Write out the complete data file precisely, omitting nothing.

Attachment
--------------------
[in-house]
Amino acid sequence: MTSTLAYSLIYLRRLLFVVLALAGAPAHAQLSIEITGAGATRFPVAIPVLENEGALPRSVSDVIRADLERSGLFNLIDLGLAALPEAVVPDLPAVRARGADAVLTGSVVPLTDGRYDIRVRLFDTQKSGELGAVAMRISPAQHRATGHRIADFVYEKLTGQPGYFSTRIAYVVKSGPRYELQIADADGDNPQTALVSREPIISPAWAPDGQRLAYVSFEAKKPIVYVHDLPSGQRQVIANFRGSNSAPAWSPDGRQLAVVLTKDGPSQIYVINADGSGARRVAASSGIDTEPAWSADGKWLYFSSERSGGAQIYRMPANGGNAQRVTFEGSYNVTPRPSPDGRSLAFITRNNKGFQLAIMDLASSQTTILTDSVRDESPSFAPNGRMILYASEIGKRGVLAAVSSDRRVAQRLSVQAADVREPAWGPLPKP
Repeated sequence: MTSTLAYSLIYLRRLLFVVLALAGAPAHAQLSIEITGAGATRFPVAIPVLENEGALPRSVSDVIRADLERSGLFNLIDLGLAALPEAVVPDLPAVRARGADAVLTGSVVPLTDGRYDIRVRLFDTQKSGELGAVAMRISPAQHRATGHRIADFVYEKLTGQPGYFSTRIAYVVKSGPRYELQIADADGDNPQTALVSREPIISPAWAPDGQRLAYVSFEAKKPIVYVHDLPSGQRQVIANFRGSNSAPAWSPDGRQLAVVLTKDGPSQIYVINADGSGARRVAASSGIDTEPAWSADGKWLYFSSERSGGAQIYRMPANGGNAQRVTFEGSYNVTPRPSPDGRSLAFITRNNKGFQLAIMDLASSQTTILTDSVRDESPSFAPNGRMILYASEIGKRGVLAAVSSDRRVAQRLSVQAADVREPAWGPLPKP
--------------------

[in-house]
Amino acid sequence: MTSTLAYSLIYLRRLLFVVLALAGAPAHAQLSIEITGAGATRFPVAIPVLENEGALPRSVSDVIRADLERSGLFNLIDLGLAALPEAVVPDLPAVRARGADAVLTGSVVPLTDGRYDIRVRLFDTQKSGELGAVAMRISPAQHRATGHRIADFVYEKLTGQPGYFSTRIAYVVKSGPRYELQIADADGDNPQTALVSREPIISPAWAPDGQRLAYVSFEAKKPIVYVHDLPSGQRQVIANFRGSNSAPAWSPDGRQLAVVLTKDGPSQIYVINADGSGARRVAASSGIDTEPAWSADGKWLYFSSERSGGAQIYRMPANGGNAQRVTFEGSYNVTPRPSPDGRSLAFITRNNKGFQLAIMDLASSQTTILTDSVRDESPSFAPNGRMILYASEIGKRGVLAAVSSDRRVAQRLSVQAADVREPAWGPLPKP
Repeated sequence: MTSTLAYSLIYLRRLLFVVLALAGAPAHAQLSIEITGAGATRFPVAIPVLENEGALPRSVSDVIRADLERSGLFNLIDLGLAALPEAVVPDLPAVRARGADAVLTGSVVPLTDGRYDIRVRLFDTQKSGELGAVAMRISPAQHRATGHRIADFVYEKLTGQPGYFSTRIAYVVKSGPRYELQIADADGDNPQTALVSREPIISPAWAPDGQRLAYVSFEAKKPIVYVHDLPSGQRQVIANFRGSNSAPAWSPDGRQLAVVLTKDGPSQIYVINADGSGARRVAASSGIDTEPAWSADGKWLYFSSERSGGAQIYRMPANGGNAQRVTFEGSYNVTPRPSPDGRSLAFITRNNKGFQLAIMDLASSQTTILTDSVRDESPSFAPNGRMILYASEIGKRGVLAAVSSDRRVAQRLSVQAADVREPAWGPLPKP